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History of Vaccines: Interview with Dr. Robert Hicks – Part Two

February 16, 2021 • History Factory

Here’s the second part of the interview on our most recent episode of History Factory Plugged In, host Jason Dressel spoke with Robert Hicks, Ph.D., senior consulting scholar and William Maul Measey Chair for the History of Medicine at The College of Physicians of Philadelphia.

Jason Dressel: What other pandemics or vaccine developments throughout history do you find relevant or interesting in the context of the COVID vaccine?

Dr. Robert Hicks: I wouldn’t say COVID is unparalleled. This country has a history, as other countries do, of disease outbreaks, and we’ve got to remember that devastating disease shapes human populations just as human populations shape the contours of how diseases spread. We could look back at another big crisis in American history for a good example, the Civil War.

Where we are today in ’21 with both a political crisis as well as a pandemic—well, during the American Civil War, while the North fought the South, the South found itself with a smallpox epidemic. Now, they knew at the time they could apply the Jenner technique, take the cowpox, and inject it.

They also, of course, knew about this older inoculation, a variolation technique of taking lymph from smallpox sores of actual smallpox-infected people and putting it in healthy people. But the South had a big obstacle here because it was fighting a war. The ports were all blockaded, so they could not import vaccines. They also could not manufacture them. They had to find other means.

Now, where vaccines were available, they were administered, but soldiers quickly figured this out. They said, “Wait a minute, I see Private So-and-so over there. He’s got smallpox, and you’ve isolated him in a tent. Why, I should just go over there with a knife and prick his sores and stick some of that stuff in my body. I ought to be OK, and I’ll do that to my buddies.” The problem is, they were all getting syphilis. So, the person from whom the lymph or the scab material might have been taken from also had syphilis. So, that spread with the virus. And the Confederates effectively did what we do today with contact tracing, trying to figure out who got it from who.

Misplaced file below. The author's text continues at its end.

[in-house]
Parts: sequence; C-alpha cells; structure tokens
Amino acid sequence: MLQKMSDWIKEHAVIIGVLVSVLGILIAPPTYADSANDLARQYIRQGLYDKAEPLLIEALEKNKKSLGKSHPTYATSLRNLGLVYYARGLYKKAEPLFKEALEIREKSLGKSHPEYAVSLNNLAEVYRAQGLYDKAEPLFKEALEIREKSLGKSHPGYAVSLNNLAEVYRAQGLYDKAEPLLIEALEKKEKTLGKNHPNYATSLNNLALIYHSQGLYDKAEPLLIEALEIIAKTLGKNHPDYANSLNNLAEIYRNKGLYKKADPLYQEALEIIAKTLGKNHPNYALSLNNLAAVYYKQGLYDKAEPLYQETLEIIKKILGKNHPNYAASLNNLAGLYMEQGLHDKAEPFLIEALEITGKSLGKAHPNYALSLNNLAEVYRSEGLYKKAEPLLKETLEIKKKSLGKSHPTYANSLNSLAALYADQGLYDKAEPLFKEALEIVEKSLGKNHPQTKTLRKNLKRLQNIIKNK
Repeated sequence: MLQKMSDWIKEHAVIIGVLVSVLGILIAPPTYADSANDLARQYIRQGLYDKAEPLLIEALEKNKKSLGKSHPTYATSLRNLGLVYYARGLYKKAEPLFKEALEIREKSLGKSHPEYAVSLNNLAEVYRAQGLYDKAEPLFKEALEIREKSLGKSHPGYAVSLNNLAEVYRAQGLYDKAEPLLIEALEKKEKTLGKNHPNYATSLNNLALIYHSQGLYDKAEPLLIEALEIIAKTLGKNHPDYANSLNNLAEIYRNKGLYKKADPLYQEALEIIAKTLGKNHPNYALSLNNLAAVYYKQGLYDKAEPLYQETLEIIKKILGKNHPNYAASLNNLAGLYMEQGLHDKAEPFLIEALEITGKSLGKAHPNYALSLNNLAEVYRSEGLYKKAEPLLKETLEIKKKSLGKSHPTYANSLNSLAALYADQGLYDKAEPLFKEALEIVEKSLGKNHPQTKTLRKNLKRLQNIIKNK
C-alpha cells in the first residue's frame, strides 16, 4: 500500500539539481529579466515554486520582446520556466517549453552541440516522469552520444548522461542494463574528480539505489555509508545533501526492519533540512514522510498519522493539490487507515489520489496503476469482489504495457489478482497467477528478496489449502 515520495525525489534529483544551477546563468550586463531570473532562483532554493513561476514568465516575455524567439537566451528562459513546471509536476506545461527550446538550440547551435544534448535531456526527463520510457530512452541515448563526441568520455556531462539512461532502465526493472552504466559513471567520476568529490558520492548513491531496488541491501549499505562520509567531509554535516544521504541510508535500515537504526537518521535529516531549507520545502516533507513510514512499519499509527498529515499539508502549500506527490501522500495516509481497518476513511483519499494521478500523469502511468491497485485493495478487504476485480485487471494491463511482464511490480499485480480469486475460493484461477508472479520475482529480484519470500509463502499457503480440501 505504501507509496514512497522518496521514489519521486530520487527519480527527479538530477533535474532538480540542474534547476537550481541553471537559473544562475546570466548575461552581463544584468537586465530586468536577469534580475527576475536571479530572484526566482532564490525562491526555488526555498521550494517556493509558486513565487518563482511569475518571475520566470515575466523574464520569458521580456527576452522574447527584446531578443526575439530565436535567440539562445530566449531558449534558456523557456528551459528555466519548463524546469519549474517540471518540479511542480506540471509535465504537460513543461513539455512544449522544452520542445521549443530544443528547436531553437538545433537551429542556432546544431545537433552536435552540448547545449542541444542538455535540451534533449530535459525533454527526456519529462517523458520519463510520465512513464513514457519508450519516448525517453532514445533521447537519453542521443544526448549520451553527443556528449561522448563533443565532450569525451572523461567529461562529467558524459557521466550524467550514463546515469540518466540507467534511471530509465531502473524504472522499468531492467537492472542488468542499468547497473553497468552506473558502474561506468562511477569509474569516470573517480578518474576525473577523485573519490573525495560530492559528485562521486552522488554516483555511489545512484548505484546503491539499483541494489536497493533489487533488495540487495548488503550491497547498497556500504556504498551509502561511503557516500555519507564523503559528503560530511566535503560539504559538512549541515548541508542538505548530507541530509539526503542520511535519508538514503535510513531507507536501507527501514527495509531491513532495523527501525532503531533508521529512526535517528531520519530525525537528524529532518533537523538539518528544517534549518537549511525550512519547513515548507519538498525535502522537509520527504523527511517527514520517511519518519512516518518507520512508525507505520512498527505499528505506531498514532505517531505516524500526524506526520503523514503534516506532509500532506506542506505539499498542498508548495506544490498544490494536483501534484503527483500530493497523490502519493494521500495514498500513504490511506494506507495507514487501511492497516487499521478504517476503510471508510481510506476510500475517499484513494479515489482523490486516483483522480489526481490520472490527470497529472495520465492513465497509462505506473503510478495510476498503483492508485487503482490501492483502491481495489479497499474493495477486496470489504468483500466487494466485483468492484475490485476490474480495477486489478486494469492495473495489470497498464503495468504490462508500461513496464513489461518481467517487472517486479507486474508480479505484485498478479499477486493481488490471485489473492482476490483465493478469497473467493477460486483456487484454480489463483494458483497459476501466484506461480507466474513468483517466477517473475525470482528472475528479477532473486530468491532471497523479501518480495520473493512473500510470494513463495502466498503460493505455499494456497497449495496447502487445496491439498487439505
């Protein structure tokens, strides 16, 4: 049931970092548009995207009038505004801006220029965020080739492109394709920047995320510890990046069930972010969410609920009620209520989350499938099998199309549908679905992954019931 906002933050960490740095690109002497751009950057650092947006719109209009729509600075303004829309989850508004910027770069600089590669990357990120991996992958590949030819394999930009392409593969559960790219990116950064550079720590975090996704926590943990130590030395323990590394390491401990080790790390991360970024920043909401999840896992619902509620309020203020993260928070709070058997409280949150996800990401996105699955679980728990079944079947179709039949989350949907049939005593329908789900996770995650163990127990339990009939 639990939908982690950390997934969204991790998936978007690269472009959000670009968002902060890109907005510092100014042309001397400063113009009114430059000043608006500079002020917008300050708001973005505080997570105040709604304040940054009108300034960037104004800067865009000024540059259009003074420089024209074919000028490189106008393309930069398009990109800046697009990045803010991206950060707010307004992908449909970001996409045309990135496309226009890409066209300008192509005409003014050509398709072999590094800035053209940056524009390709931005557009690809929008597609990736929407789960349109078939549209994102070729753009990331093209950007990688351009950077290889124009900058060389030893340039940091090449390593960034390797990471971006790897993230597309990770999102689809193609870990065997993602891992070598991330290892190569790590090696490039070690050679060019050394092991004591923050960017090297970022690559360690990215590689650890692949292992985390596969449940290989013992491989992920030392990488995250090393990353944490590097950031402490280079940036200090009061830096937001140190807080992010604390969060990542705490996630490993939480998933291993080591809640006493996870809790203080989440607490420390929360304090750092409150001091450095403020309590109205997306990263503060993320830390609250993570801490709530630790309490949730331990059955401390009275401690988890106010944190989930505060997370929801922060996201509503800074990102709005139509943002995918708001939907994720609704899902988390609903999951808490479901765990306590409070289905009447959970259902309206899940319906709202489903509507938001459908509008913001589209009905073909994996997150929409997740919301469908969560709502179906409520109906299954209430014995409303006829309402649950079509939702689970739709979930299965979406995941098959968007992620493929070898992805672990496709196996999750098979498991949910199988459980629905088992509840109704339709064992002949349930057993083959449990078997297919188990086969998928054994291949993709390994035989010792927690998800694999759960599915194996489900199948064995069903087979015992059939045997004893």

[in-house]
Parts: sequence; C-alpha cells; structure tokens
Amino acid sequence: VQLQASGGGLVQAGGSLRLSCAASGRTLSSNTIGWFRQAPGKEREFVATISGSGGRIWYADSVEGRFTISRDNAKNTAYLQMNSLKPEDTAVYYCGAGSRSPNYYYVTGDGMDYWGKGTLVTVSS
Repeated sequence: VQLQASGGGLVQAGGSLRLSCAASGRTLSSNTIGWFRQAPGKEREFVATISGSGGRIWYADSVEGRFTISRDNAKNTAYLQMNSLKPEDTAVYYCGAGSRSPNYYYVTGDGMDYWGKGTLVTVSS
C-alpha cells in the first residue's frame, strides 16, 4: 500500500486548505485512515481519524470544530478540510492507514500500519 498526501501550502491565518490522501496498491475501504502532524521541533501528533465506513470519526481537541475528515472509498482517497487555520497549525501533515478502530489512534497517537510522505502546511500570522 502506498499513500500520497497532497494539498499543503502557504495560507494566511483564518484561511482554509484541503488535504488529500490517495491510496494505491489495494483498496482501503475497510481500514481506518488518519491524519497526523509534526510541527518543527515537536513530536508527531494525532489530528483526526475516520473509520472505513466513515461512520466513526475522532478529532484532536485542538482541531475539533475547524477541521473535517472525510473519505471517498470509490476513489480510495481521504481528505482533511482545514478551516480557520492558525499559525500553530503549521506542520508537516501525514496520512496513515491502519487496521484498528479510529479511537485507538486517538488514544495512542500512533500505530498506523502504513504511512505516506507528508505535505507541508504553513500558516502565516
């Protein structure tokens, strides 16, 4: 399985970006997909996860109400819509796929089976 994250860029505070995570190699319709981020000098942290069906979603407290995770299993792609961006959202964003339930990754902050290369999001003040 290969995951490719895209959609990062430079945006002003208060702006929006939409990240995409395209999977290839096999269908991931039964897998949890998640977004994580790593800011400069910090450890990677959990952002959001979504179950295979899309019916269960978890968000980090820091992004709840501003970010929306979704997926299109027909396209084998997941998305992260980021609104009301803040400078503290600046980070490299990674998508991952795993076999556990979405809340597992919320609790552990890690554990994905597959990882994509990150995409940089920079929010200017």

They had an amazing crisis with this throughout the Confederacy, and they were desperate to figure out how to get good vaccines. So, what did they do? One technique was to go around to plantations and look for healthy children who would not have been tainted with disease and lived in isolation. White children who lived on plantations and farms, but particularly black children, and they might deliberately infect those children, come back in two weeks, drain the pustules and make a vaccine out of them.

The Confederacy was largely unsuccessful in containing this problem. One major battle for the Confederacy in Virginia, 1863, Chancellorsville, they had to pull 5,000 Confederate soldiers out of the line because they’d all been vaccinated, and vaccinations went bad. So, the idea was harvesting vaccine with children. Nobody had any say in this. The military just came out, did it and infected the children, came back, harvested them, then re-infected them when they got healthy to keep a steady supply. So, imagine all those Confederate soldiers fighting, among other things, for the perpetuation of slavery, whose health might have been maintained by lymph taken from the bodies of black children and injected into their bodies. They didn’t even know it. So, smallpox was a crisis, and whether it contributed to the defeat of the Confederacy, it’s hard to say.

JD: Amazing. I’m curious, Robert, from a research perspective, in these stories and insights that you’re sharing, how have the research methodologies changed over time?

RH: Well, in just the last few years, museum collections such as those at the Mütter Museum, which has effectively a lot of organs and specimens pickled in jars, those collections are now being transformed into biorepositories because they are now sources of information about early disease. A few years back, the Ancient DNA Research Center at McMaster University in Canada teamed up with the Mütter Museum to look at cholera.

They were trying to map cholera over two centuries. What is going on with cholera and its different strains? How has the DNA of cholera evolved? Nobody had, up until a few years ago, recovered DNA from a pickled specimen from the 1800s. But it now has happened with one of the specimens at the Mütter, and it revealed this interesting and surprising history of cholera.